Having mastered the art of parenting Kate and I felt it was time to increase our little clan and have another bambino. So on the 22nd July 2014 at 3:43am Ivy Joyce Walsh came into the world or "popped out" as Fergus likes to describe the birthing process. Yes this post is rather late in announcing the news but it’s taken me this long to adjust to our expanded family.
The nine months previous went relatively smoothly until our 17th July due date came and went. Kate was beginning to get more and more uncomfortable, especially as we were enjoying (or enduring in her case) a hot British summer for once, so we had a crack at all the old wives tricks for bringing on labour: acupuncture, spicy curry and, err, pineapple. None of which worked. FYI you need to eat a tonne of pineapple for the chemical it contains to have any chance of inducing labour. I suggest you buy a tin of pineapple chunks and contact the man from Del Monte directly to arrange a bulk order.
When Kate eventually went into labour it all happened pretty quickly. To give you an idea of just how quickly, I checked my phone’s call history and I called the cab company at 3:09am and the midwives registered her birth at 3:43am. Bear in mind we had to wait for the cab to arrive, drive from Wood Green to Archway (during which we got stuck behind a slow moving HGV and I had to politely suggest the driver nip around him at some traffic lights or face the fear of having to deliver a baby in the back of his cab), find the car park, pay the fare, negotiate the birthing suite entry system and find our way to a room in the birthing suite.
By the time I’d put our bags down Kate was already on all-fours and very close to giving birth. I think the midwives were pretty surprised at how quickly it was all happening too, they were asking about our birth plan and whether Kate wanted to use the birthing pool but once they’d checked her over and found they could already see Ivy’s head it was clear there wasn’t going to be time to run a bath!
Minutes later and Ivy was in our arms whilst our heads were still spinning after what had been a slightly crazy forty-five minutes. That was when the problems began. Following all the standard checks and tests they do on newborns the midwives were concerned about how quickly Ivy was breathing. They said it could indicate an infection and they couldn’t discharge us until they knew more. After spending the morning and early afternoon in the luxurious surroundings of the birthing centre we were transferred to the hell that is the post-natal ward.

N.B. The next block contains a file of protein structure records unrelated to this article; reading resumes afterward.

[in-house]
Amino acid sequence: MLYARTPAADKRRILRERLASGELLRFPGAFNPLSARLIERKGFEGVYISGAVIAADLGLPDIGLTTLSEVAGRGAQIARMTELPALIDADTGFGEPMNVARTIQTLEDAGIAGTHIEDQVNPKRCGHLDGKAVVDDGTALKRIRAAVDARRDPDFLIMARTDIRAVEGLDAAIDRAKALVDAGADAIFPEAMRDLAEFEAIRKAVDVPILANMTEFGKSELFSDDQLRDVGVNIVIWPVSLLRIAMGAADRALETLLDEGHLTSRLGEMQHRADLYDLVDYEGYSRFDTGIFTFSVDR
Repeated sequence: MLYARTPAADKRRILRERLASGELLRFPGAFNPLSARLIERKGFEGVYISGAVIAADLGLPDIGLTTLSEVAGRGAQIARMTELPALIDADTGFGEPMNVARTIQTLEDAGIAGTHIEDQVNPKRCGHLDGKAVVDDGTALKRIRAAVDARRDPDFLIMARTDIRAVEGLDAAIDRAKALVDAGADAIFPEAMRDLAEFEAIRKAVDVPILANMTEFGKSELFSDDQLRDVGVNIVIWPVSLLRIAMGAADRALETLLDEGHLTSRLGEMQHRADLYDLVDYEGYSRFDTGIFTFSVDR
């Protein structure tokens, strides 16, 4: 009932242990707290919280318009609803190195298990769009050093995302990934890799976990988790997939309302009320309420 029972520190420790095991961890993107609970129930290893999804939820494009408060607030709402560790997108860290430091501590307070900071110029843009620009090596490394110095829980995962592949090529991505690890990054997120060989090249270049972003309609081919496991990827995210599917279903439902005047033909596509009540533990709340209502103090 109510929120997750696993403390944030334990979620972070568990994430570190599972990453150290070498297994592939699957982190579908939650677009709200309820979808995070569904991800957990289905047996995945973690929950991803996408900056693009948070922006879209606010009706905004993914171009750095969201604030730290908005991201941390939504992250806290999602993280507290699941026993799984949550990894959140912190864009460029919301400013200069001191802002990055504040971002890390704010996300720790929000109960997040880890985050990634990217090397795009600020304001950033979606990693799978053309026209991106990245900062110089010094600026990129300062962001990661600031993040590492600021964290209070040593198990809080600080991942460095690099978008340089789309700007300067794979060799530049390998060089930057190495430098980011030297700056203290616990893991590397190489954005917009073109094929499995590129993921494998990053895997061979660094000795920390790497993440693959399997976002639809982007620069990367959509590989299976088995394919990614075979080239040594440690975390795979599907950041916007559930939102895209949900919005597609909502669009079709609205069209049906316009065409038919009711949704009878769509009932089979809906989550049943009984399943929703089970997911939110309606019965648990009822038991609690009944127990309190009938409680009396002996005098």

Maybe hell is too strong, it wasn’t that bad, but it was cramped and hotter than the surface of the sun and very busy all of the time. And that was where the three of us stayed for the next two nights. I was allowed to stay in and slept on a reclining armchair. I didn’t sleep a wink. I spent the night trying to find a position where it might be possible to sleep but it was impossible so I just stared at the ceiling and wished for morning.
The visits we received from the various paediatricians and nurses were mixed, some positive and some not so meaning we were constantly buoyed-up and expecting to be discharged any minute with a clean bill of health or down in the dumps facing a week-long stay on the ward whilst they did more tests on Ivy.
During one of my dashes home for clean clothes and supplies Kate called to say she’d been told we could leave that evening as long as we could pop back to the hospital every evening so that Ivy could be given her antibiotics. Oh joy! Free at last and we could start enjoying life as a family of four in our own home. That and Fergus could find out where his mummy and daddy had been for the past few days and meet his baby sister.
Arriving home after all that time was such a relief, it drew a line under the whole birth experience which I know sounds strange but until you’ve left the hospital it still feels as though you’re in the giving birth process. Fergus took to the new arrival immediately and wanted to kiss and cuddle her and said his now infamous “she popped out” line that still makes me laugh whenever I think about it.
Ivy eventually finished her course of antibiotics and has been fighting fit ever since – not that she seemed ill to me at any point but you can’t be too careful when it comes to babies – and we’ve been adjusting to life with two children which has been fun and tiring in equal measure. Will we be having any more? I don’t think so. I’ve spent a lot of time carrying Ivy in my arms with Fergus hanging off of my legs or on my shoulders. I don’t think my body could cope with three.